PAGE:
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Contrary to popular belief, arthritis is not a single disease but rather a manner of referring to either joint pain or joint-related disease. In fact, there are over 100 types of arthritis and conditions related to arthritis. Arthritis is the most common cause of disability in the United States and while it can affect individuals of every age, gender and ethnicity, it’s more common among women and tends to be more prevalent with age.

The most common symptoms associated with arthritis are reduced range of motion and pain, swelling and stiffness of the joints. Symptoms can be mild to severe and many people find that some days are better than others and that their symptoms come and go. Symptoms often remain stable for years but then frequently worsen with age.

Arthritis can lead to chronic pain which can limit daily activities and negatively impact quality of life.

The 5 most prevalent types of arthritis are:

Osteoarthritis: The most common type of arthritis is osteoarthritis (OA). OA is often referred to as “wear and tear arthritis” because it occurs when the cartilage between the bones breaks down. When this happens, pain and swelling result and movement becomes impaired. Any joint can be affected by OA. However, it’s most common in the knees, hips, hands, neck and back. While OA can happen at any age, it’s most prevalent in women and individuals over 50.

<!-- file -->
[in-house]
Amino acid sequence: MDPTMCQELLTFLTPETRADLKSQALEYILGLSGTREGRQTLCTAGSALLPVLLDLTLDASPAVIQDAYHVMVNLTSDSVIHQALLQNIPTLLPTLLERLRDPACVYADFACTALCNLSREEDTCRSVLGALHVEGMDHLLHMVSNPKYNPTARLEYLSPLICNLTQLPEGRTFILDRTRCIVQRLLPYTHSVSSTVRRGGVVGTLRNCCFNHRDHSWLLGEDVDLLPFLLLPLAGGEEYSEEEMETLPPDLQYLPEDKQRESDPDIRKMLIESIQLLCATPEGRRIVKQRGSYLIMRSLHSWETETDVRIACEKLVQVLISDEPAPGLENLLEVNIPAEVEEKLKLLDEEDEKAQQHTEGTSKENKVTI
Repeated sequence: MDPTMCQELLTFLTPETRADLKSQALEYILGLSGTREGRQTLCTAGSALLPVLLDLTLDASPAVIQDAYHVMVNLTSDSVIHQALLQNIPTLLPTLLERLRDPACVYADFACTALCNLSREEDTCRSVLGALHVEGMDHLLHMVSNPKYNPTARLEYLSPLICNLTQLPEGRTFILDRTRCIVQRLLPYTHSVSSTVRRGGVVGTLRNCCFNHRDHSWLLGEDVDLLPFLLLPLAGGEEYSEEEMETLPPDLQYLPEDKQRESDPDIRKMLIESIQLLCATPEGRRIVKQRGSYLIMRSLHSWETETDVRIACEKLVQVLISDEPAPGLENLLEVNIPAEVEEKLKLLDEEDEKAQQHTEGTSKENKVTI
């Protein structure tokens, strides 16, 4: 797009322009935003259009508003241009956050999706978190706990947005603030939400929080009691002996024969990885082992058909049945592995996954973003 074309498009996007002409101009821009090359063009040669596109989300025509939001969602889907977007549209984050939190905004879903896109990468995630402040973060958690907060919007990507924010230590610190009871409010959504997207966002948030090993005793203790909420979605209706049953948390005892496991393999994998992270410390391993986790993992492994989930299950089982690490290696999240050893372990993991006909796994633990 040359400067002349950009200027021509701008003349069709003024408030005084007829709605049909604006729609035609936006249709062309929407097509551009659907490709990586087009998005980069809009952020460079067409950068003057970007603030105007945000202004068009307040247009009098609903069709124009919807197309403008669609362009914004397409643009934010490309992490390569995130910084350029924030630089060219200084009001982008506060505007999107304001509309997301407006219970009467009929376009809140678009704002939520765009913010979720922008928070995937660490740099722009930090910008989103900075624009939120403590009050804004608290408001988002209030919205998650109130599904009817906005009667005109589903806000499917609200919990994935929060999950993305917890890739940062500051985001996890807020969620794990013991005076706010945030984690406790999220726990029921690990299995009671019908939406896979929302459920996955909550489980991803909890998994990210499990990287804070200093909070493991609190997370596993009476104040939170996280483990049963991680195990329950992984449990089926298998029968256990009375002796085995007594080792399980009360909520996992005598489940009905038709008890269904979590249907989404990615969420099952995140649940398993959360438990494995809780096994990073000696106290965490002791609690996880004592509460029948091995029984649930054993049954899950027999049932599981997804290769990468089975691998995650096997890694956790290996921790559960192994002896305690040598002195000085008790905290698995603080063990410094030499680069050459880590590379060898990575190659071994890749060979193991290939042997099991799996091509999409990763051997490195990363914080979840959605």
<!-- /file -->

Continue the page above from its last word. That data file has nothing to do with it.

Rheumatoid Arthritis: Rheumatoid arthritis (RA) is an autoimmune disease that occurs when the immune system attacks the lining of the joints. RA usually affects the knees, hands and ankles but other parts of the body can be affected as well. RA most frequently develops in middle age and is more common among women. RA may also be hereditary.
Psoriatic Arthritis: Psoriatic arthritis (PsA) is an inflammatory disease that mostly affects the skin and joints. People with PsA often experience red, painful and itchy patches of skin with a silver/white cast. These patches usually occur on the scalp, elbows and knees. The joints most commonly affected by PsA are the knees, ankles, wrists and fingers.
Gout: Gout is an inflammatory disease that’s most common among men, particularly men over 40. Typically starting in the big toe, gout results in sudden and intense pain. Other joints can be affected as well.
Lupus: Lupus in an autoimmune disease that can cause inflammation in any part of the body. Most commonly affected are the skin, joints and internal organs.


If you’re experiencing persistent pain that’s interfering with daily activities, see your doctor. Diagnosing arthritis can be a lengthy task that often involves compiling health information and running tests. Your doctor will evaluate your symptoms, overall health, lifestyle and family history in addition to conducting a physical exam.

Your doctor may also order tests to help make a diagnosis. X-rays are most commonly used for imaging but an ultrasound or an MRI may be necessary. Your doctor may also choose to conduct other types of tests such as nerve, blood, fluid and tissue tests in order to help diagnose or to rule out specific types of arthritis.


Arthritis symptoms can often be managed with a combination of lifestyle changes and treatments. Be sure to work with your doctor to come up with a plan. Lifestyle changes can include: